The First Monday in May follows the creation of The Metropolitan Museum of Art's most attended fashion exhibition in history, "China: Through The Looking Glass," an exploration of Chinese-inspired Western fashions by Costume Institute curator Andrew Bolton. With unprecedented access, filmmaker Andrew Rossi captures the collusion of high fashion and celebrity at the Met Gala, one of the biggest global fashion events chaired every year by Vogue editor in chief Anna Wintour. Featuring a cast of renowned artists in many fields (including filmmaker Wong Kar Wai and fashion designers Karl Lagerfeld, Jean Paul Gaultier and John Galliano) as well as a host of contemporary pop icons like Rihanna, the movie dives into the debate about whether fashion should be viewed as art.

Jul 19, 2019

Burlesque: Heart of the Glitter Tribe (2017)



BURLESQUE: HEART OF THE GLITTER TRIBE is a documentary feature about the passion and personalities at the heart of today's new wave of burlesque. On stage and in candid conversation, twelve of today's hottest performers reveal the naked truth about an exotic world where artifice is a route to authenticity and pretending to be someone else is the ultimate journey to become yourself. These burlesquers put it all on the line in performances that are sexy, funny, elegant and outrageous - and they bare more than just their bodies as they discuss their artistic vision, their financial struggles, the misconceptions that infuriate them and the community that sustains them.

Jun 27, 2019

The Man Who Stole Banksy (2018)



It is 2007. Banksy and his team enter Bethlehem and the occupied territories of Palestine and start to leave their signature artwork across the West Bank walls. The anonymous, pacifist street artist and the country scarred by war on a constant search for consensus and solidarity: it should have been love at first sight. But something went wrong. Among the artworks Banksy and his team left in the streets of Bethlehem, one in particular, the mural of an Israeli soldier asking a donkey for its papers incites fury: it's one thing to enter the territory and start working without even introducing yourself to the community, but it's quite another to depict them as asses for all the world to see. Local taxi driver Walid steps in and with the support of the community and a water-jet stone cutter cuts out the offending wall. His declared aim: to put it on Ebay and sell it to the highest bidder. We follow the journey of that big piece of concrete from the dusty streets of Bethlehem, across the ocean, to posh western auction houses, where it is put on sale to private collectors. In a sense, that wall is our central character and through it we discover a much larger story, that of a secret art market of walls, stolen from around the world.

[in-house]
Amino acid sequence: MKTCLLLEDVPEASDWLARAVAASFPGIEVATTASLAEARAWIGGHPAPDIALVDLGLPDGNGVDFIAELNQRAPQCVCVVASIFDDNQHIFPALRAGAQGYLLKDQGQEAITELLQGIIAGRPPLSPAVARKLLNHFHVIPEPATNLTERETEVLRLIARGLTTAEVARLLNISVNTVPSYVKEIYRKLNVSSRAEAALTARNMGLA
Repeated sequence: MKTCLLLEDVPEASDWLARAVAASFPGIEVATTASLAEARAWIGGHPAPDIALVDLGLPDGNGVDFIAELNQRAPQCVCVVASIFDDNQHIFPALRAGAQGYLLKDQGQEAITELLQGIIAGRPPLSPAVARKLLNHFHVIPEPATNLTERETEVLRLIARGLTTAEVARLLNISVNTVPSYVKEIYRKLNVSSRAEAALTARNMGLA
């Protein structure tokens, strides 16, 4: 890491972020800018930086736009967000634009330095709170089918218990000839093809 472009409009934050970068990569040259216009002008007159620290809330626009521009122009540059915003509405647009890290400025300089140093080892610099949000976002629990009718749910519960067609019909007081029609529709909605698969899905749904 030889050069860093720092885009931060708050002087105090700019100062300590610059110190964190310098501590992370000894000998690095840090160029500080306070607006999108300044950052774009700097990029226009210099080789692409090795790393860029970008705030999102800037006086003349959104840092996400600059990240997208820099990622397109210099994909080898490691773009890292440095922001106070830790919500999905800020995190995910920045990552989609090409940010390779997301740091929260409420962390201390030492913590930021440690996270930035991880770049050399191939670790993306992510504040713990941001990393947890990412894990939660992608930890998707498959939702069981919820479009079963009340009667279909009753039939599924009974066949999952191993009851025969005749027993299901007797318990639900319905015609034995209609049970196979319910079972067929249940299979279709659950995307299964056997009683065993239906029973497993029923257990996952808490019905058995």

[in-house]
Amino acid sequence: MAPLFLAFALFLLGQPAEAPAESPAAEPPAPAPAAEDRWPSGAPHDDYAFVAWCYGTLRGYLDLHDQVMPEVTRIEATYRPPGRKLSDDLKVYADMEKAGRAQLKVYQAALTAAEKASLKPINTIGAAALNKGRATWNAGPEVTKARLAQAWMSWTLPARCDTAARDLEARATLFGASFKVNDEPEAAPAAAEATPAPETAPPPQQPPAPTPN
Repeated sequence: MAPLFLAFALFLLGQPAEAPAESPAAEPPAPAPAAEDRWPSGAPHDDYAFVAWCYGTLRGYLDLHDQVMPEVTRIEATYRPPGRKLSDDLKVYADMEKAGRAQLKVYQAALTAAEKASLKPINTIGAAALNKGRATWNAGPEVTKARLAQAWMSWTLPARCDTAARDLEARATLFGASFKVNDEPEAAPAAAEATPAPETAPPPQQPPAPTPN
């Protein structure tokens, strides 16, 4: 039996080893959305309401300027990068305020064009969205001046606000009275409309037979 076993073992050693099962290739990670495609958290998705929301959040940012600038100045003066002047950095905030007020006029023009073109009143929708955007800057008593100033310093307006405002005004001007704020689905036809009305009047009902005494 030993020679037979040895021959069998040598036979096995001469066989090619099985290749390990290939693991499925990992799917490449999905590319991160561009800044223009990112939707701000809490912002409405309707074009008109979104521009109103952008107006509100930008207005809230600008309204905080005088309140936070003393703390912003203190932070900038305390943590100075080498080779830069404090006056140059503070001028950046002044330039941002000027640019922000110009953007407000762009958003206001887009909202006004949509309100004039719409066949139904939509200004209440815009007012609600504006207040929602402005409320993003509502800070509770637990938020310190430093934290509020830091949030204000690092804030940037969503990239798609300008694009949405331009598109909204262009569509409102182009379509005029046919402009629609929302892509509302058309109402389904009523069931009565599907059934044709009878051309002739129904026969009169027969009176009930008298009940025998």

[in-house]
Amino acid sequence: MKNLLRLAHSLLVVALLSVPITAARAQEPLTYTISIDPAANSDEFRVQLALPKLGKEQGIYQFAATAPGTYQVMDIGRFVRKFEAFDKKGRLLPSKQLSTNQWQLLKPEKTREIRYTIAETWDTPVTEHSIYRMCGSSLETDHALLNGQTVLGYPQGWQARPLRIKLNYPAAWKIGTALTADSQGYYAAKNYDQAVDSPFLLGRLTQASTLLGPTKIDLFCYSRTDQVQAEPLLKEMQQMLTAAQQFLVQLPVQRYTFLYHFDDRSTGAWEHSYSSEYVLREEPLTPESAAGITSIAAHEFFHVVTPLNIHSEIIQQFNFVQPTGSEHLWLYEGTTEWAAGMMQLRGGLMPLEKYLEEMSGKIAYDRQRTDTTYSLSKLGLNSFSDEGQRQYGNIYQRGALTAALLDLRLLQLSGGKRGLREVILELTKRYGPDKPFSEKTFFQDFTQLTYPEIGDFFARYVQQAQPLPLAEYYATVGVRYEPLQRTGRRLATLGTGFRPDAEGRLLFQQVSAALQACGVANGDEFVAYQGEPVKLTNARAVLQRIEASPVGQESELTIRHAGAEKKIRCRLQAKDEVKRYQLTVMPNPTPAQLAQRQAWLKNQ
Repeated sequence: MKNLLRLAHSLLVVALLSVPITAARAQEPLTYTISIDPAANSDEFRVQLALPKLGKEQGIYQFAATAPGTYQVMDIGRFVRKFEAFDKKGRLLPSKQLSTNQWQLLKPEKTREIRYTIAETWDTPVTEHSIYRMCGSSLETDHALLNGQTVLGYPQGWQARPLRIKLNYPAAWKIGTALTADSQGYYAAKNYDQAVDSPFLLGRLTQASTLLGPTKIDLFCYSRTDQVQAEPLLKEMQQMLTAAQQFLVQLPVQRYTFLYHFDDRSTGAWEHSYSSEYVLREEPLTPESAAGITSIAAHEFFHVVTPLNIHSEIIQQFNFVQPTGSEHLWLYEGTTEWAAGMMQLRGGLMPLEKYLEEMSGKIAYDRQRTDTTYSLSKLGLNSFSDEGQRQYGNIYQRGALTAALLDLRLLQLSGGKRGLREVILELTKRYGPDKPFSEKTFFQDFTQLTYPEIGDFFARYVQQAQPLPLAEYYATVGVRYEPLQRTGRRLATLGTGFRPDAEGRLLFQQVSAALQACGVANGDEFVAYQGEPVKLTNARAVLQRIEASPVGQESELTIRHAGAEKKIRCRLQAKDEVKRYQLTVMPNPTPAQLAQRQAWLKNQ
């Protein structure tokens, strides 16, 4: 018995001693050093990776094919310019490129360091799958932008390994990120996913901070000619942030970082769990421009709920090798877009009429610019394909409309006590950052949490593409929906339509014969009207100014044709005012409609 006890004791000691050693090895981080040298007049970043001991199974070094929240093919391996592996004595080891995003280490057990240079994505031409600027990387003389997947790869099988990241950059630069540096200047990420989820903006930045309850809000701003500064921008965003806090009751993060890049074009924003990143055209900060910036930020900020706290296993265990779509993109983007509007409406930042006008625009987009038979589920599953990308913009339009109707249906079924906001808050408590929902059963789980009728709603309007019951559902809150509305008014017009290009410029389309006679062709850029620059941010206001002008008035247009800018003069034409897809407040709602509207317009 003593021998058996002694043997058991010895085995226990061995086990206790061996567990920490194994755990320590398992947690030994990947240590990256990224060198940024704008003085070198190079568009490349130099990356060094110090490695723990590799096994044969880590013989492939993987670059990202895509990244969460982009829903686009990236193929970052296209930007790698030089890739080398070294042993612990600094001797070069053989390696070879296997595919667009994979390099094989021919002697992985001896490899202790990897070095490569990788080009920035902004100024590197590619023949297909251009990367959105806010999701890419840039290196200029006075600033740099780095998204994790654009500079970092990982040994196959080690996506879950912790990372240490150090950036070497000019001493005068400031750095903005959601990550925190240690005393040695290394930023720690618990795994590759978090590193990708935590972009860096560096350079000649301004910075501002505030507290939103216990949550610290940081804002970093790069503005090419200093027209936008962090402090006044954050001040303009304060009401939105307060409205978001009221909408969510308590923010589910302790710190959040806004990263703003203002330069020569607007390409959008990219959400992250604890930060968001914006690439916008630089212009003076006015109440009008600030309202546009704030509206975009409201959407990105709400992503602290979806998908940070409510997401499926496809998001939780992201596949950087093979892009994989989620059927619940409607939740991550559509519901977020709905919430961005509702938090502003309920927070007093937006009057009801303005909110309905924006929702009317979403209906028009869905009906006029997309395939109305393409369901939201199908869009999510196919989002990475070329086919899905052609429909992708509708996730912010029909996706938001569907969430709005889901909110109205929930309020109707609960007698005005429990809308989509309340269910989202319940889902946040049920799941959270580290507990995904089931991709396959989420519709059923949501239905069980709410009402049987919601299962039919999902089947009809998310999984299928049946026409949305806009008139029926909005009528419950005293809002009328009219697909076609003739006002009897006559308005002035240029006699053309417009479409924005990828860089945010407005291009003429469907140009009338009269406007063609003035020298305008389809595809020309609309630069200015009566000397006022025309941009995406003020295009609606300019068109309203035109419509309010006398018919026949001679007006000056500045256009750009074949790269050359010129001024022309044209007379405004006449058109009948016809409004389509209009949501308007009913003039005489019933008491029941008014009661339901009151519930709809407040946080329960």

Apr 18, 2019

The Mystery of Picasso (1986)


Henri-Georges Clouzot's 1956 film, The Mystery of Picasso (Le Mystère Picasso), sets out some lofty goals for itself. In only 75 minutes, Clouzot seeks to uncover nothing less than the mystery, not merely of Picasso's process of painting, but of artistic production itself. We're talking metaphysical meta-projects here, the search for the core truth of capital-A Art. To this end, the film documents the production of 20 original works by Picasso.

Some, the earlier works in particular, are rendered primarily in black ink, with a splash of color here or there; others, certainly the final ones, explore a wide range of colors. All have that post-Picasso Picasso feel about them. You know, the almost regimented feel of paintings painted like "Picasso would have painted them," the kind of paintings more apt these days to draw yawns than elicit shocked gasps.

Slightly abstract in quality, with the occasional old school cubist flourish, the paintings feature many of the master's usual iconographic suspects: women and women's breasts, bullfighting, Mediterranean scenes.

Directed by: Henri-Georges Clouzot

Apr 15, 2019

Andy Goldsworthy's Rivers and Tides (2001)


Documentarian Thomas Riedelsheimer shows us Andy Goldsworthy as he creates art in natural settings using natural materials such as driftwood, ice, mud, leaves, and stones. Goldsworthy comments on his "earthworks" and occasionally responds to off screen questions from Riedelsheimer while he painstakingly builds his outdoors sculptures. With some exceptions, such as a winding stone wall that he built in Mountainville, NY, Goldsworthy's creations are intentionally mutable works.

We see how several of them fall apart, melt, or drift away due to exposure to the elements; we also see, for example, a complex structure of interconnected sticks collapse while Goldsworthy is still working on it.

Riedelsheimer takes us to Goldsworthy's home in Penport, Scotland, and to a French museum, but the emphasis of the film is on observing Goldsworthy at work.